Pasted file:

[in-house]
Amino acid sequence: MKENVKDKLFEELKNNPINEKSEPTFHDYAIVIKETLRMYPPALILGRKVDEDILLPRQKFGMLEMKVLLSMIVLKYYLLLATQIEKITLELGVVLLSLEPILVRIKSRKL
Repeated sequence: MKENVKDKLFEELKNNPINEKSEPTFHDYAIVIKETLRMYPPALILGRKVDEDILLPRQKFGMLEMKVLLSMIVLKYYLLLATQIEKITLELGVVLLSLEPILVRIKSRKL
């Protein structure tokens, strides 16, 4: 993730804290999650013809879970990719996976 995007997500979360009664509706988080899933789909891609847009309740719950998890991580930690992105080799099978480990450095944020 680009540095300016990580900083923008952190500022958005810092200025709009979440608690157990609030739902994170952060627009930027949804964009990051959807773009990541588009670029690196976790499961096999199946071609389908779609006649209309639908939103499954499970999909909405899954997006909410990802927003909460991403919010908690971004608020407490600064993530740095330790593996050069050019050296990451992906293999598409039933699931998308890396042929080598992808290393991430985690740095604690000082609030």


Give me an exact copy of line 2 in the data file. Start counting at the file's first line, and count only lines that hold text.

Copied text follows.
Amino acid sequence: MKENVKDKLFEELKNNPINEKSEPTFHDYAIVIKETLRMYPPALILGRKVDEDILLPRQKFGMLEMKVLLSMIVLKYYLLLATQIEKITLELGVVLLSLEPILVRIKSRKL